Novelist and short story writer Jennifer Nansubuga Makumbi (pictured, top) and YA writer Patrice Lawrence (pictured, below right) have won the 2021 Jhalak Prize awards.
Makumbi has been awarded the fifth Jhalak Prize for Book of the Year by a Writer of Colour for her "magnetic and extraordinary" novel The First Woman (Oneworld). Lawrence scooped the inaugural Jhalak Children’s and Young Adult Prize for her "unapologetic celebration of teen culture" Eight Pieces of Silva (Hachette Children’s).
The announcement was made on 25th May at a virtual ceremony in partnership with the British Library, featuring 12 Jhalak Prize "bookshop champions" introducing the shortlisted titles before the winners’ announcement. Each writer was awarded £1,000 and a specially commissioned trophy created by artists Amber Khokhar and Ruthine Burton.
Prize director Sunny Singh said: "The 2021 Jhalak judges have picked two books that are towering literary achievements, full of authorly courage, stylistic panache and great heart. Patrice Lawrence’s Eight Pieces of Silva and Jennifer Nansubuga Makumbi’s The First Woman are very different books in terms of readers they address, the styles they develop and themes they explore but they both confront terrible realities, ask painful questions and experiment playfully with form, style and language. Most of all, they both find strength, compassion and resilience in places and times where these seem entirely impossible. In their complex, nuanced explorations of the human experience, Lawrence and Makumbi both find hope, joy and reasons to cherish and celebrate our shared humanity."
Established in 2016, the prize celebrates exceptional work across genre and format, with fiction, non-fiction, short stories, graphic novels, poetry and self-published writers, eligible. A new partnership with National Book Tokens was announced this year to increase awareness and promotion of the nominated titles among booksellers with bookshops across the country promoting the shortlisted titles instore and online.
The judges for the Jhalak Book of the Year for a Writer of Colour 2021 were Yvonne Battle-Fenton, Louise Doughty and Peter Kalu.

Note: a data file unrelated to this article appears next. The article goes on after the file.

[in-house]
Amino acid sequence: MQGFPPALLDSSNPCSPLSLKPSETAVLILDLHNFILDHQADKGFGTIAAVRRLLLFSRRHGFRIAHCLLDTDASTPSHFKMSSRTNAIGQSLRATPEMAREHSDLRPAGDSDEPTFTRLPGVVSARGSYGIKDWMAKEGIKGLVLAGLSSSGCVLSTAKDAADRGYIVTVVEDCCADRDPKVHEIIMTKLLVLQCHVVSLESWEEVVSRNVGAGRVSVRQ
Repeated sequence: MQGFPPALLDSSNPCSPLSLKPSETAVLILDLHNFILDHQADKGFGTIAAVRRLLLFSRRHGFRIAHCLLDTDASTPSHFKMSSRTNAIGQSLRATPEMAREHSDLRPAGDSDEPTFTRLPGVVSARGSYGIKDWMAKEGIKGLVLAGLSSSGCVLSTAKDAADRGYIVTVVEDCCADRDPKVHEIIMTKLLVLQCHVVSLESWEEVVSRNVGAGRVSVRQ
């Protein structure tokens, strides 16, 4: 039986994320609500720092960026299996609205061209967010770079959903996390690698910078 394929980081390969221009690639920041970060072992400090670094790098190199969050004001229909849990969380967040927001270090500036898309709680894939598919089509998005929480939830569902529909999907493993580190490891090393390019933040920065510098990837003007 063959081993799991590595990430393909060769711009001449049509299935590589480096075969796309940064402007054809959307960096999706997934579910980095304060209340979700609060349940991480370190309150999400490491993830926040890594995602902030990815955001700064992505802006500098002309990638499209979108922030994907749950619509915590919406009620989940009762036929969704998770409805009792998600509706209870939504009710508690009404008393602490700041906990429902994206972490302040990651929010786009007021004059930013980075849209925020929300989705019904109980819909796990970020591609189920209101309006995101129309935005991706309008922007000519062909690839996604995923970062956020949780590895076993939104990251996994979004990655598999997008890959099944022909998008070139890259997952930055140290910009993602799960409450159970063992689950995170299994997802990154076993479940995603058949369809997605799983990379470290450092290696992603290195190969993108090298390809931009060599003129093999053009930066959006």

Kalu said: “In Jennifer Nansubuga Makumbi we have a giant of literature living among us. The First Woman has magnetic, tender, vindictive, generous oh-so-human characters whose journeys through the novel moved me — this block of stone known as me — to tears. Makumbi is a supremely gifted writer and The First Woman an astonishing accomplishment.”
Makumbi commented: “Winning the Jhalak Prize, which recognises the best work by writers of colour in Britain, is a marvellous stamp of approval. I am grateful to the judges, to the team at Oneworld, but most of all, to Sunny Singh, Nikesh Shukla and Media Diversified for creating this award.”
The judges for the Jhalak Children’s and Young Adult Prize were Kiran Millwood Hargrave and Candy Gourlay. Hargrave said: “Amongst a constellation of extraordinary stories, each of which made their mark, Eight Pieces of Silva became our navigating star. We loved it for its unapologetic celebration of teen culture. A mystery, a drama and a comedy, it feels like a book that is entirely of the moment, but with qualities that will make it endure. It’s the perfect inaugural winner of the Jhalak Children’s and Young Adult Award.”
Lawrence said: “I am so surprised, joyful and downright grateful that Eight Pieces of Silva has been awarded the inaugural Jhalak Children’s and Young Adult Prize amongst such wonderful competition. I can't stop smiling knowing that a book starring a Black, working-class, proudly out lesbian (and K-Pop fan) connects with so many people.”
Previous winners of the Jhalak Prize include Johny Pitts for Afropean: Notes from Black Europe (Penguin) in 2020, Guy Gunaratne for In Our Mad and Furious City (Tinder Press) in 2019 and Reni Eddo-Lodge for Why I’m No Longer Talking to White People About Race (Bloomsbury Circus) in 2018.
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